Back in 2012, T-Mobile was performing poorly on our survey. T-Mobile had just come out of a failed attempt to merge with AT&T (abandoned in December 2011) and its scores had been sinking. Since then, however, T-Mobile has rebranded itself as the "un-carrier" and made deliberate efforts to be more consumer-friendly. This has been successful, as shown by the fact that T-Mobile's moves to abandon such hated industry practices as two-year contracts and overage charges have now become the norm in the mobile phone industry.

Our data shows that T-Mobile's efforts have extended to improving its customer service more generally, with sustained multi-year improvements across the board in our customer-service metrics. While we don't have any insight into T-Mobile's internal operations, from our data it appears that the company has been making a significant and sustained effort to improve its customer service operations.

Comcast, meanwhile, has posted some small gains over the past two years (CenturyLink, Comcast, DirecTV, Dish, and Time Warner were added to our survey in 2013), but not enough to pull it out of last place in our survey rankings. In 2015 Comcast held the bottom slot in six of our nine metrics: better than 2013 when Comcast was last place in eight of nine metrics, but still not a stellar performance.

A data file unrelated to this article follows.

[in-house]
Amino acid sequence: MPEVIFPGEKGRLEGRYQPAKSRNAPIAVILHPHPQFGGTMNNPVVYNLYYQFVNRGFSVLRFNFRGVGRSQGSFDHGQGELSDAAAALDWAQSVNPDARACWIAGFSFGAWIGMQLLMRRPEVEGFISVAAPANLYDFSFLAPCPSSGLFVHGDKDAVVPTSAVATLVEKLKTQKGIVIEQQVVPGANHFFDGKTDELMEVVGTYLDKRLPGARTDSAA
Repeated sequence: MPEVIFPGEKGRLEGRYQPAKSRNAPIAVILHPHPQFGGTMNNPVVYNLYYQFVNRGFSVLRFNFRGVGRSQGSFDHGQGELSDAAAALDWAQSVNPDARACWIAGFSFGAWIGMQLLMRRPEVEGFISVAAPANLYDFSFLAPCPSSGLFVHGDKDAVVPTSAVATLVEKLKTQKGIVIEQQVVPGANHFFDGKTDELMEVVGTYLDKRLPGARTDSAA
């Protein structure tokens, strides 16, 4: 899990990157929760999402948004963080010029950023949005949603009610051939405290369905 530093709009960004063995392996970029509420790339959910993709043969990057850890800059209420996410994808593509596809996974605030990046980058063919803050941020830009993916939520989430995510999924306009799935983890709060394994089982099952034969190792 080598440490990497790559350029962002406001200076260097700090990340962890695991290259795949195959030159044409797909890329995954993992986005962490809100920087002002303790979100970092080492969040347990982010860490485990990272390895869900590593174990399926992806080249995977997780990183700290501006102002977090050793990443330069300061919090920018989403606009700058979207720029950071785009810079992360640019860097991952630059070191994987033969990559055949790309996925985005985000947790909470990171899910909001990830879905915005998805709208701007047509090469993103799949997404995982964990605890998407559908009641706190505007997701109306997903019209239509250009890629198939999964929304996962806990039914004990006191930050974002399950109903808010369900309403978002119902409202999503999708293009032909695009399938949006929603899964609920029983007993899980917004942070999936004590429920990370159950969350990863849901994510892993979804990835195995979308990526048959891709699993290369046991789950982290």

The complete survey data is available to NCSS subscribers, and the Executive Summary can be emailed to you through our website:

Download NCSS Communications 2015 Executive Summary

You're Not Managing If You Only Measure

by Peter Leppik on Wed, 2016-03-02 14:46

"You can't manage what you don't measure" is the old business saw.

But measurement is only the first step. Once you have the data you need to put it into action.

A lot of customer feedback programs fail to go from measurement to management. They collect data and metrics but don't follow through with the actions needed to improve the customer experience.

The problem is that it's too easy to think that survey metrics are telling the whole story, and that improving them is the goal.

But neither of those statements are true. Survey metrics do not tell the whole story, they give a statistical aggregation of hundreds or thousands of unique customers each with their own experiences and problems. And improving survey scores should never be the goal, but rather an expected side-effect of the true goal of making thousands (or millions) of individual customers have better opinions about the company.